A.Vogel Blog



Extracts from A.Vogel’s Gesundheits-Nachrichten and from the classic work, The Nature Doctor.

Herbamare®, the preferred herb seasoning and food supplement

The principle of totality which modern biological medicine aspires to is also applicable to nutrition.  It is well known that medications from fresh plants are superior to those from dried sources.

The same applies for food remedies and above all for seasonings which are made from fresh plants since they are far superior in taste and nutritional value and have more active ingredients than those prepared from normal dried spices.

Not everyone has their own herb garden.  It is therefore good to know that Herbamare is made in this completely different way and is of the highest quality. Cooking amateurs and experts are very impressed by and enthusiastic about the natural rich aroma, taste and delicacy of this seasoning.  

Extract from: “A.Vogel Gesundheits-Nachrichten”, May 1964

Salt as a Medicine

Salt is a remedy for many ailments, but not in the form in which it is usually ingested.  Bathing in sea water is recommended for glandular disturbances, which so often result in obesity.  The thyroid also benefits from sea-bathing, and anyone who suffers from goitre or similar thyroid problems (hypothyroidism and hyperthyroidism) will obtain good results from it too.  If you live in a landlocked area and do not have access to the sea, you can use dry or moist salt packs at home to draw away water from the tissues.  For this reason, anyone suffering from oedema, swellings of a dropsical nature, will find salt packs an answer to his problem. 

Gargling with salt water is an excellent substitute for the more expensive antiseptics and herbal mouthwashes sold over the counter – the effect is just as good.  In cases of catarrh or inflammation of the mucosa, tepid salt water should be sniffed up the nostrils, which should then be rinsed with clear water.  This simple treatment, when practised regularly, will reduce any susceptibility to respiratory ailments, that is, catarrh and sore throats.  Naturally, if you do live by the sea, it would be better to use sea water, provided that it is uncontaminated.  Use cooking salt instead, if that is all you have available.

Salt has a good effect when used externally and it is also beneficial when taken orally.  However, for internal use common cooking salt, iodised or fluorinated salt should not be used if at all possible, only sea salt or herbal salt, which are much better.  The trace elements found in sea salt and herbal salt benefit the endocrine glands and normalise both hypofunction and hyperfunction.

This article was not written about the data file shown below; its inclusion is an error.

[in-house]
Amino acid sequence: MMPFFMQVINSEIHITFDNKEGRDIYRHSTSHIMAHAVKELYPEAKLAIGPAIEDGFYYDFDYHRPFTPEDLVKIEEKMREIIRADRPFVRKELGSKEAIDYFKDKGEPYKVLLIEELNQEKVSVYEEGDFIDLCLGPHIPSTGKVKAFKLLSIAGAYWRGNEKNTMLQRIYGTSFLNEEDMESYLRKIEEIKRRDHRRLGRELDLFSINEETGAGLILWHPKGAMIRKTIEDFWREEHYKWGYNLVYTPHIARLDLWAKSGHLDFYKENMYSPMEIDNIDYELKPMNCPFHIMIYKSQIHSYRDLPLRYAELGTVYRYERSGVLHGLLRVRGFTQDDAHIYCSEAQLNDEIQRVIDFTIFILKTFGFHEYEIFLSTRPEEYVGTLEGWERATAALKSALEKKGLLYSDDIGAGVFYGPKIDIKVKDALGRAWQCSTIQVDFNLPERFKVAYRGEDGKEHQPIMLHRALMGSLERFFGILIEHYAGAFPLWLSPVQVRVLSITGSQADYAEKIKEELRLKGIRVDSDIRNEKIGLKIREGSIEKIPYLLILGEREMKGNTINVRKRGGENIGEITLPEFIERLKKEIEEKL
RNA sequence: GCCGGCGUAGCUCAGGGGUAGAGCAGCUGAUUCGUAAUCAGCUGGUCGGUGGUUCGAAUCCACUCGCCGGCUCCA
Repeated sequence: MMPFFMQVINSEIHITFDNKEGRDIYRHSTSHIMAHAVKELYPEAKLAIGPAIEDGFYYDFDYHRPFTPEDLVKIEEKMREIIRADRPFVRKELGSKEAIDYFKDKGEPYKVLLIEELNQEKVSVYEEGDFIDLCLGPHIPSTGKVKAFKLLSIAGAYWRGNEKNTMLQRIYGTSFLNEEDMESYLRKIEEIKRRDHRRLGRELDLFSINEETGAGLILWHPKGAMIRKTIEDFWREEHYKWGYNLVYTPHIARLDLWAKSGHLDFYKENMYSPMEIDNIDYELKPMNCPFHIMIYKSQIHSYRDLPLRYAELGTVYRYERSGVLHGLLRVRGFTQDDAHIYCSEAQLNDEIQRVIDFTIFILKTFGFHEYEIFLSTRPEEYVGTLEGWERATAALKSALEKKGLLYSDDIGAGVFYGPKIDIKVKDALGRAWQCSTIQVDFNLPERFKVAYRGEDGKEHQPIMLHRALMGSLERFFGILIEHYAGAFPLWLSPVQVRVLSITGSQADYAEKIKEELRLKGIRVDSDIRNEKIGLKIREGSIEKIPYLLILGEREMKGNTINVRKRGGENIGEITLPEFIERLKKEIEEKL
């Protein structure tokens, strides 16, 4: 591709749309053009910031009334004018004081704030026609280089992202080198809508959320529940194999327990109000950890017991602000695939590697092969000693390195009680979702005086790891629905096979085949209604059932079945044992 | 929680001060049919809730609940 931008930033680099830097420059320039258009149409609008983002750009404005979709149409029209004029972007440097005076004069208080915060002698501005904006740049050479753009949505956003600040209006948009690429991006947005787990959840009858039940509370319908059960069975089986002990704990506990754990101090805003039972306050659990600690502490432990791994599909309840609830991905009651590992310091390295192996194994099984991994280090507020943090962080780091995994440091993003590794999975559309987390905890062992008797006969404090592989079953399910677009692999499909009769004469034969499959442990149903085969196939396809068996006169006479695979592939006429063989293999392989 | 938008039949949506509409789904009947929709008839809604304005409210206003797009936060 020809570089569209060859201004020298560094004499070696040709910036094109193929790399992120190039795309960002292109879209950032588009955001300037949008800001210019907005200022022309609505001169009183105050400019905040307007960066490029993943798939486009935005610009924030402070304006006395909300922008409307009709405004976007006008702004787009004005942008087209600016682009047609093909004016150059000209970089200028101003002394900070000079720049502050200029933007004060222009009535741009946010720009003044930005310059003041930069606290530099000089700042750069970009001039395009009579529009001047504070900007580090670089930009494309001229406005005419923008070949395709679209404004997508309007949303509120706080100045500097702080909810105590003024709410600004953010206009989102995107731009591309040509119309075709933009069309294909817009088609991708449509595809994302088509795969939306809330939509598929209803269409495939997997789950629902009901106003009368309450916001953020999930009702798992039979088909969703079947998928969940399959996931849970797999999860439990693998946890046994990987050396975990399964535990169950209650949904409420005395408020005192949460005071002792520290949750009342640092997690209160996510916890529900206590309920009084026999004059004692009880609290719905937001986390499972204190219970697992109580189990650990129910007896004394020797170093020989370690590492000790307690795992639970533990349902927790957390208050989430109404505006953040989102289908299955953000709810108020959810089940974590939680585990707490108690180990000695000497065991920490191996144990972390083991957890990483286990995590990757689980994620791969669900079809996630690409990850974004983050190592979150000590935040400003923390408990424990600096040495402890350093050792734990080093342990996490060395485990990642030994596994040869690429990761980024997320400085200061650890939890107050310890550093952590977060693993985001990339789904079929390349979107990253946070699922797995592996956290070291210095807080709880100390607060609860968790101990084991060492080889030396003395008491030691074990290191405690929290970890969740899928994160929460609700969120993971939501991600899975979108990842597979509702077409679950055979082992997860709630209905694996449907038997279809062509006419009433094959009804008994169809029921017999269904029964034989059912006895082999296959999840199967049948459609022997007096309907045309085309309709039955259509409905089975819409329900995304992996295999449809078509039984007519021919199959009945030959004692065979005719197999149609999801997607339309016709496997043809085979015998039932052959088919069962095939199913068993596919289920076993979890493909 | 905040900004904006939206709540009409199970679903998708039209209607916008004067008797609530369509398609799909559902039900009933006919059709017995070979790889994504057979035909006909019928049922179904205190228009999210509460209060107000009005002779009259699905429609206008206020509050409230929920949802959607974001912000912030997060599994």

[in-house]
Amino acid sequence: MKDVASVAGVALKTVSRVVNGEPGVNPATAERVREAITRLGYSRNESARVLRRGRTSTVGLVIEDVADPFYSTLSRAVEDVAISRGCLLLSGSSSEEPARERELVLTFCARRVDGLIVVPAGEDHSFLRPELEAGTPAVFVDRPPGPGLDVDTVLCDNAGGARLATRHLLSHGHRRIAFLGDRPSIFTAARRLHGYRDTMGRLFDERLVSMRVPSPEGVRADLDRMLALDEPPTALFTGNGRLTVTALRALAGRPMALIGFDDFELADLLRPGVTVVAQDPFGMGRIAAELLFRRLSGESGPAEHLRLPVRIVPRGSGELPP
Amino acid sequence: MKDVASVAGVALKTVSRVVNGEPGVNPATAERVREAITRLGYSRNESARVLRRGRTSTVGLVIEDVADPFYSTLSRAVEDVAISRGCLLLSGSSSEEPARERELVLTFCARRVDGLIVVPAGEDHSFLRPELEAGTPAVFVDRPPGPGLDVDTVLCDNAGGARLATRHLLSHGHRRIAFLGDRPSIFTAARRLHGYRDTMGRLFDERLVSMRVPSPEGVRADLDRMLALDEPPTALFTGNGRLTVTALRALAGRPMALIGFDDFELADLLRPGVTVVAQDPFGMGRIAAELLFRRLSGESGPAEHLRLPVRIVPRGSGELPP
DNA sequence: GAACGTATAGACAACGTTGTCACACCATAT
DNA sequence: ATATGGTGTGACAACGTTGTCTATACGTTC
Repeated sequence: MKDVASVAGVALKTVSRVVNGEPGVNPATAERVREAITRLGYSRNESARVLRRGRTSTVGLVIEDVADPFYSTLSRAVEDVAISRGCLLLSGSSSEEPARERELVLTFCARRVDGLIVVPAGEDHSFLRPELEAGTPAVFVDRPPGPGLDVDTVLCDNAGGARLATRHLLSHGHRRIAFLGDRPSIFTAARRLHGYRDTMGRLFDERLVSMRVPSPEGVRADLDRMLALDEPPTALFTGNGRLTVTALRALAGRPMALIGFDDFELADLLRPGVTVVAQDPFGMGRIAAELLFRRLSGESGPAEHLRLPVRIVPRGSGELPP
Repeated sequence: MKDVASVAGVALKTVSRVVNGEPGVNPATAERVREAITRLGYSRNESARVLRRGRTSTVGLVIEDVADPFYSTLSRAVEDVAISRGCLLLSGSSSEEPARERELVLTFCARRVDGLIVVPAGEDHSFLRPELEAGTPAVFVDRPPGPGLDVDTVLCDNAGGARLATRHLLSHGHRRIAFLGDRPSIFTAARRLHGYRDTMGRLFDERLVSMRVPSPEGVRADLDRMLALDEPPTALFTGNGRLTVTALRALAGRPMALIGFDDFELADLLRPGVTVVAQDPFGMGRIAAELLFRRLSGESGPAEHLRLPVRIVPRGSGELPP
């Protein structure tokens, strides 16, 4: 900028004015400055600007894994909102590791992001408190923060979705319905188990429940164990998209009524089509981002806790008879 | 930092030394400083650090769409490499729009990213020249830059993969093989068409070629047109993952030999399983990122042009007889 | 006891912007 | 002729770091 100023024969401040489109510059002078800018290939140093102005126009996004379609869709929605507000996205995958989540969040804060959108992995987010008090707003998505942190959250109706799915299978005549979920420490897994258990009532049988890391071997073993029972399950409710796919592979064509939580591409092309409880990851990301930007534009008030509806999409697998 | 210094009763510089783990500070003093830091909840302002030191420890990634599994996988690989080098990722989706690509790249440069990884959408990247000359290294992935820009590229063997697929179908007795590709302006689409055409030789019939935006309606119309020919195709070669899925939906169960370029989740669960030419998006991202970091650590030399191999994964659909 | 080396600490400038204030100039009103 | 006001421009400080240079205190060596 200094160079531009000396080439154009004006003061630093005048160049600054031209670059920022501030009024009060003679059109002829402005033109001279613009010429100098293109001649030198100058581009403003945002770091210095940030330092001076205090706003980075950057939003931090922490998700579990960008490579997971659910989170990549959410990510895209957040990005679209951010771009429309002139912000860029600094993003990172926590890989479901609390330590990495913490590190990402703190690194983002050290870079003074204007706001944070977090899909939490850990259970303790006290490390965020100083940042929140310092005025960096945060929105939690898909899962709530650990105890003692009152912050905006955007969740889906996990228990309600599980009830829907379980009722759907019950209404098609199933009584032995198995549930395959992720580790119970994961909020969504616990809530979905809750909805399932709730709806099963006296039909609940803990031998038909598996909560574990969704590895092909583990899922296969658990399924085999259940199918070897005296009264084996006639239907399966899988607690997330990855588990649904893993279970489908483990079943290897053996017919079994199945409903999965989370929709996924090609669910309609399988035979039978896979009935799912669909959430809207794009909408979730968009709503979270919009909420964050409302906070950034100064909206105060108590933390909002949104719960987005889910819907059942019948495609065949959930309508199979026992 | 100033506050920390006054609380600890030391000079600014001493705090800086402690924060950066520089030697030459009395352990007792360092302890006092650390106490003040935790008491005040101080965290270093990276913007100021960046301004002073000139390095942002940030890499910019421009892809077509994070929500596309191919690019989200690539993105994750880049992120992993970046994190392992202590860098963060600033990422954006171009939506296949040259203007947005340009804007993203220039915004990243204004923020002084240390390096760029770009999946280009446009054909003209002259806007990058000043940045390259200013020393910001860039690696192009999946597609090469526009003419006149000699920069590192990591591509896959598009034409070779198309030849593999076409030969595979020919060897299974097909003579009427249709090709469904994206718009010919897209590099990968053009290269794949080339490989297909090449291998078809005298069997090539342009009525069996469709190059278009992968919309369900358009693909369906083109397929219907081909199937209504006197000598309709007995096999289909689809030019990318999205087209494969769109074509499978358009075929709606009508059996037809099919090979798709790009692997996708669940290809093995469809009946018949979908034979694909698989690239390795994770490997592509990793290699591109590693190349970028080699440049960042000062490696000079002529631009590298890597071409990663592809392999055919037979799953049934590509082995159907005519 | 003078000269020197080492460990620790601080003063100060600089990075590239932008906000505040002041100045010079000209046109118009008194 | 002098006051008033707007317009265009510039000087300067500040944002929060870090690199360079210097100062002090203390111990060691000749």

Obesity is often the result of insufficient glandular function, and in such cases ordinary salt will aggravate the condition by increasing the body weight still more.  On the other hand, a herbal salt containing seaweed has the opposite effect.  In fact, if Herbamare seasoning salt is used regularly, quite a few pounds of excess weight will be lost in a natural way.  With high blood pressure, avoid excess salt intake.  Salt is an excellent preservative, even for fresh plant extracts, and does not reduce their therapeutic value.  Salt is widely used in homoeopathy too where it is known by the name Natrum muriaticum.

Post-operative Treatment of Goitre

Where surgery is necessary, it should not be considered as a complete cure, making further treatment unnecessary.  On the contrary, post-operative treatment is essential in order to eradicate the cause of the disease.  Iodine remedies, especially in the case of exophthalmic goitre, are not all indicated and should be carefully avoided.  Instead, choose foods that contain traces of organic iodine, for these definitely serve to cure goitre. 

Once again, the two herbal seasoning salts Herbamare and Herbamare Zesty, both made with sea salt, are recommended first of all.  Furthermore, effective post-operative treatment of goitre includes plant products rich in fibre and iodine.  Watercress is high in iodine and should eaten in salads when it is in season.  It is also good for exophthalmic goitre and will not harm the patient.  In addition, homoeopathic and herbal remedies and herbal remedies can used to good effect.

Cabbage poultices, alternating with clay poultices, preferably prepared with a decoction of oak bark, have been found excellent for the treatment of goitre.  If the cabbage poultices prove too strong in their effect, leave them on only as long as the patient is able to stand them.  In time, the period of application may be extended as the patient becomes accustomed to them.  Let me add that kelp in combination with Urticalcin have given good results in post-operative treatment too.

Extracts from: Alfred Vogel, The Nature Doctor, A.Vogel Publishing House, Teufen  (first published 1952) and Mainstream Publishing, Edinburgh (Jubilee Edition 2003).


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